Project description:<h4>Background</h4>Persisting within-country disparities in maternal health service access are significant barriers to attaining the Sustainable Development Goals aimed at reducing inequalities and ensuring good health for all. Sub-national decision-makers mandated to deliver health services play a central role in advancing equity but require appropriate evidence to craft effective responses. We use spatial analyses to identify locally-relevant barriers to access using sub-national data from rural areas in Jimma Zone, Ethiopia.<h4>Methods</h4>Cross-sectional data from 3727 households, in three districts, collected at baseline in a cluster randomized controlled trial were analysed using geographically-weighted regressions. These models help to quantify associations within women's proximal contexts by generating local parameter estimates. Data subsets, representing an empirically-identified scale for neighbourhood, were used. Local associations between outcomes (antenatal, delivery, and postnatal care use) and potential explanatory factors at individual-level (ex: health information source), interpersonal-level (ex: companion support availability) and health service-levels (ex: nearby health facility type) were modelled. Statistically significant local odds ratios were mapped to demonstrate how relevance and magnitude of associations between various explanatory factors and service outcomes change depending on locality.<h4>Results</h4>Significant spatial variability in relationships between all services and their explanatory factors (p < 0.001) was detected, apart from the association between delivery care and women's decision-making involvement (p = 0.124). Local models helped to pinpoint factors, such as danger sign awareness, that were relevant for some localities but not others. Among factors with more widespread influence, such as that of prior service use, variation in estimate magnitudes between localities was uncovered. Prominence of factors also differed between services; companion support, for example, had wider influence for delivery than postnatal care. No significant local associations with postnatal care use were detected for some factors, including wealth and decision involvement, at the selected neighbourhood scale.<h4>Conclusions</h4>Spatial variability in service use associations means that the relative importance of explanatory factors changes with locality. These differences have important implications for the design of equity-oriented and responsive health systems. Reductions in within-country disparities are also unlikely if uniform solutions are applied to heterogeneous contexts. Multi-scale models, accommodating factor-specific neighbourhood scaling, may help to improve estimated local associations.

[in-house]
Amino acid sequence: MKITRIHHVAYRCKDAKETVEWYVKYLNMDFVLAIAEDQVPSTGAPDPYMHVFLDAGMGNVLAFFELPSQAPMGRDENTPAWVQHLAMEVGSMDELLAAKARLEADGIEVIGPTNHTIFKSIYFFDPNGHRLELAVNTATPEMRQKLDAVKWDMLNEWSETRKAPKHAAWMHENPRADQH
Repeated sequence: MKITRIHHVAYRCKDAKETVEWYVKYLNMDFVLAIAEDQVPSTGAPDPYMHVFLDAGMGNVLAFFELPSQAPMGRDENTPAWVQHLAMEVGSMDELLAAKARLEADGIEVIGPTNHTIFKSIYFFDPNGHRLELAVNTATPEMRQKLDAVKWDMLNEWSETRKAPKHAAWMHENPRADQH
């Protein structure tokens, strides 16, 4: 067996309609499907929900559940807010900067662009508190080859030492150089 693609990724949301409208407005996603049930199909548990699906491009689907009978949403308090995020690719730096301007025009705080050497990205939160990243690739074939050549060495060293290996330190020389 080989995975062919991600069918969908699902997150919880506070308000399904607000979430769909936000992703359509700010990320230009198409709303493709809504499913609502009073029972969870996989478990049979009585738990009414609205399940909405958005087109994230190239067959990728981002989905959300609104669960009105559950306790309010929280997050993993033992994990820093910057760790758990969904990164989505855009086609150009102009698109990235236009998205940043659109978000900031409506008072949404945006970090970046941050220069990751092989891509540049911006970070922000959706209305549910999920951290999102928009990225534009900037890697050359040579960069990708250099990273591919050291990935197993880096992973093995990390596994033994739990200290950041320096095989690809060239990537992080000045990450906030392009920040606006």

Project description:The World Health Organization (WHO) launched the OneHealth Tool (OHT) to help low and middle income countries to develop their capacities for sector-wide priority setting. In 2016, we sought to use the OHT to aid the Philippine Health Insurance Corporation (PHIC), the national health insurer of the Philippines, in decisions to expand benefit packages using cost-effectiveness analyses. With technical support from the WHO, we convened health planning officers from the Philippine Department of Health (DOH) and the Philippine Health Insurance Corporation (PHIC) conduct generalized cost-effective analyses (GCEA) of selected un-financed noncommunicable disease interventions using OHT. We collected epidemiological and cost data through health facility surveys, review of literature such as cost libraries and clinical practice guidelines, and expert consultations. Although we were unable to use GCEA results directly to set policy, we learnt important policy lessons which we outline here that might help inform other countries looking to inform service coverage decisions. Additionally, the entire process and GCEA visualizations helped high-level policymakers in the health sector, who have traditionally relied on ad hoc decision making, to realize the need for a systematic and transparent priority-setting process that can continuously provide the evidence needed to inform service coverage decisions.